The town of Alloa was the Alauna of the ancient Romans, and is seated on the north side of the Forth, seven miles east from Stirling by land, but above seventeen by water, about thirtytwo north-west from Edinburgh by land, and twenty-seven and a half higher up the Frith than Leith. It is pleasantly situated and contains

from 5000 to 6000 inhabitants. It has two market days in the week, and four annual fairs. Alloa is remarkable for its fine castle, the seat of the ancient earls of Mar, and for the coal mines near it. The harbour is extremely commodious, with great depth of water; enabling vessels to load expeditiously. An excellent dry dock has been erected, capable of receiving ships of the reatest burden and above the dock there is a ferry, with two very complete piers, one on each side of the river. The tower and lands of Alloa were exchanged by David II. king of Scots, in 1365, with Thomas Erskine, for the lands and estate of Strathgartney in Perthshire; and since that period the castle of Alloa has been the favourite residence of the family of Mar. The turret of the tower is eighty-nine feet in height; and the walls are eleven feet in thickness. It was built in the end of the thirteenth century. Its situation is uncommonly beautiful. The gardens were the first that were laid out on a great scale in Scotland; they contain about forty acres. In this residence of the family of Erskine, many of the Scottish princes received their education, having been for more than two centuries the wards of the lords Erskine and earls of Mar. The last heir of the Scottish monarchy who was nurtured in it, was Henry, prince of Cumberland, son of king James VI. The streets of Alloa are, in general, narrow and irregular; but there is one, called John's street, built by the late earl upon a regular plan, which runs in a line parallel to the gardens, and leads to the harbour, between seventy-six and eighty feet broad, and terminating in a beautiful gravel walk. A row of limetrees on each side adds to its beauty, and affords an agreeable shade in summer. The church of Alloa is rather small for its population. It has a post-office and custom-house; a subscription library, on a respectable footing; and contains a burgher, antiburgher, and relief meeting houses. Alloa is governed by a baron-bailie. Market on Saturday.

ALLOBROGES, from Allobrox: a people of Gallia Narbonensis, situated between the Isara and the Rhone, and the lake Lemanus: commended by Cicero for their fidelity; but censured by Horace on account of their fondness for novelty. Epod. 16, v. 6.

Novisque rebus infidelis Allobrox. ALLOBROX, in ancient history, a name given by Berosus to the fifteenth king of the Gauls; whence some have derived the name of the Allobroges. Dupleix, Mem. des Gaules, 1. 2.

c. 16.

ALLOCATION, in law, an allowance made on account in the Exchequer.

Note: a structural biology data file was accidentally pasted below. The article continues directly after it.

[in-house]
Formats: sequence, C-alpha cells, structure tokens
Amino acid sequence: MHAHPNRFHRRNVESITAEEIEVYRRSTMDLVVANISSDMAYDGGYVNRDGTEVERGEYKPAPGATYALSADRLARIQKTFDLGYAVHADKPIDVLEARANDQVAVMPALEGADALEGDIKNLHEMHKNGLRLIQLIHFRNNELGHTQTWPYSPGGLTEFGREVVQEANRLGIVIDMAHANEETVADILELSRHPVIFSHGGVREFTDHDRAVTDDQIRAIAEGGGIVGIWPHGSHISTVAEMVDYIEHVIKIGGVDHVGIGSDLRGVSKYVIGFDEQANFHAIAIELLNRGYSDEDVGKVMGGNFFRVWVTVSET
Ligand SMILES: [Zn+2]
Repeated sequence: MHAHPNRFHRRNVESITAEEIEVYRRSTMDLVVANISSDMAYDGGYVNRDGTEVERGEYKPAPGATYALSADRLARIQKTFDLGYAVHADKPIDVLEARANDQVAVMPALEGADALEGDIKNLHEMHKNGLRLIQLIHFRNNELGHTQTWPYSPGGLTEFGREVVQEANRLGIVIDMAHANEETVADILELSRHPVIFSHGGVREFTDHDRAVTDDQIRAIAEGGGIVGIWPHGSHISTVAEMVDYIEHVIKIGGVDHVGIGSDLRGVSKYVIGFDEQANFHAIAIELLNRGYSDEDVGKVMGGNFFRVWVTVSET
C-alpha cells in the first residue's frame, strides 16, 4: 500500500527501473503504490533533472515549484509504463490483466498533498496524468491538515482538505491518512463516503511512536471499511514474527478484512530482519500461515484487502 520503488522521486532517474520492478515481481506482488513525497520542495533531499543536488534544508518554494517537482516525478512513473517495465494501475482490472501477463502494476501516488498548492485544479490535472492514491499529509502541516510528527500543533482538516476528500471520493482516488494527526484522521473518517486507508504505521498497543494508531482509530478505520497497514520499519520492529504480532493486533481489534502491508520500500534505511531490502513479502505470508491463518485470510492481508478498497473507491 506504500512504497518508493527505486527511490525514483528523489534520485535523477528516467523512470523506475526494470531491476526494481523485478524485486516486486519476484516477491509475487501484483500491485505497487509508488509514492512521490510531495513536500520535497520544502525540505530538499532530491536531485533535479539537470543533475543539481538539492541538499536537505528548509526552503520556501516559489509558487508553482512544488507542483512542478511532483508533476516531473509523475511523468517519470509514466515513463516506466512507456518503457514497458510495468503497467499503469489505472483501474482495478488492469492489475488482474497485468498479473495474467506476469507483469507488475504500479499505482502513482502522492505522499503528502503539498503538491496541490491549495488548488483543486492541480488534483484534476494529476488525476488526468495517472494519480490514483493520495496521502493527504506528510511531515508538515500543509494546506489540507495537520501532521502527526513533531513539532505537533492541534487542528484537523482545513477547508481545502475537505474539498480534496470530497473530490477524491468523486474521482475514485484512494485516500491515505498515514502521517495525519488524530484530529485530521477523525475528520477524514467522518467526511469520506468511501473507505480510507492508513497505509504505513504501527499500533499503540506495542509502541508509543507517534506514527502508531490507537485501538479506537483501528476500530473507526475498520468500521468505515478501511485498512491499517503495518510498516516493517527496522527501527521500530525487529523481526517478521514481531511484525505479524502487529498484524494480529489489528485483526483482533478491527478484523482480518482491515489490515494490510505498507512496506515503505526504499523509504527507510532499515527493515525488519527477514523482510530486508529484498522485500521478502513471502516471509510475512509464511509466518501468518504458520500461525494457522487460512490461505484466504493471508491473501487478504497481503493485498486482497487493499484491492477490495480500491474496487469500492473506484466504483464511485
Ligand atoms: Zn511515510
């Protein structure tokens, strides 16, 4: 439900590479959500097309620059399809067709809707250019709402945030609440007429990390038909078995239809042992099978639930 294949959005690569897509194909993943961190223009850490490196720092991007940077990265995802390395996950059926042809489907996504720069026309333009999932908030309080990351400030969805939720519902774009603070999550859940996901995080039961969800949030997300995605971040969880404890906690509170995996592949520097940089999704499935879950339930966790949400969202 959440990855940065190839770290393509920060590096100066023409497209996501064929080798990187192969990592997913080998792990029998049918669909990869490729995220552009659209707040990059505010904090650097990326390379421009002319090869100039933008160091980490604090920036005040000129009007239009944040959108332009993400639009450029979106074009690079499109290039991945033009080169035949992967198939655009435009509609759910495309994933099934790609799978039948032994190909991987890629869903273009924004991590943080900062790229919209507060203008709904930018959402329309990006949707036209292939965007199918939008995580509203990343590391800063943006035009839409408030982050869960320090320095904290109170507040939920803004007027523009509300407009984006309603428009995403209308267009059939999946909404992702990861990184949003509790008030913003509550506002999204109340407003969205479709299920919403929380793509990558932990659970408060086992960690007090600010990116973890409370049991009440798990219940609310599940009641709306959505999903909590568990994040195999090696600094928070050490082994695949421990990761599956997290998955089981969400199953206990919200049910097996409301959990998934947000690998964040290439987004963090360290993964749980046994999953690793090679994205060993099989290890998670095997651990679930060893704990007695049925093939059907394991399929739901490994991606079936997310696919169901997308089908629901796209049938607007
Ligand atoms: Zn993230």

ALLOCATIONE FACIENDA, a writ for an accountant to receive such sums from the treasurer as he has expended. Reg. Orig. 206.

ALLOCATO COMITATU, in law, a new writ of exigent allowed before any county court holden, on the former not being fully served or complied with.

ALLOCATUR, in law, i. e. it is allowed; a term applied to the certificate of allowance by the master on taxation of costs.

ALLOCHROITE, in mineralogy, an opaque

garnet, of a greyish, yellowish, or reddish colour, Quartz scratches it, but it strikes fire with steel. It has externally a glistening, and internally a glimmering lustre. Its fracture is uneven, and its fragments are translucent on the edges: sp. gr. 3.5 to 3.6. It melts before the blowpipe into a black opaque enamel. Vauquelin's analysis is the following: Silica 35, lime 30.5, oxide of iron 17, alumina 8, carbonate of lime 6, oxide of manganese 3.5. M. Brogniart says it is absolutely infusible without addition, and that it requires a flux, as phospate of soda or ammonia. With these it passes through a beautiful gradation of colours. It is covered at first with a species of enamel, which becomes on cooling reddish-yellow, then greenish, and lastly of a dirty yellowish-white. He represents it as rather difficult to break. It was found by M. Dandrada in the iron mine of Virums, near Drammen in Norway, and is accompanied by carbonate of lime, protoxide of iron, and brown garnets.

ALLOCUTIO, in Roman antiquity, the oration of a general addressed to his soldiers to animate them to fight, to appease sedition, &c. A mount of earth was frequently raised on the occasion, and from this the general pronounced his harangue to the several squadrons around him. ALLOCUTION, n. or ADLOCUTION, sing the speech to.

Ad: loquor, locutus, to speak to. Addres

Upon such a high tribunal or scaffold [the ẞnua, or times sitting in medals and ancient bass-relievos; both pulpit] we often see the emperor standing, and somein adlocutions to the army, and in distributing their bounty to the people.

Sir G. Weeler, on the Churches of the Prim. Chris.

ALLODIARIUS, in feudal customs, the proprietor of allodial lands; also a lord paramount of a manor. See next article; also FEE and FEODAL.

ALLODIUM, most probably of German original: a possession held in absolute independence, without any acknowledgment of a lord paramount. It is opposed to fee, or feudum, which intimates some kind of dependence. There are no allodial lands in England, all being held either mediately or immediately of the king.

ALLOEOTHETA, in rhetoric, aλoolera; from aMotoç various, Oɛros disposed: a figure of grammar varying from the ordinary rules of syntax, as a noun in the singular with a verb plural, Pars abiere.

ALLOGIA, in antiquity, of locus, Lat. a place: winter quarters appointed for the soldiery.

ALIOGNE, in military affairs, the cordage used with floating bridges, by which they are guided from one side of a river to the other.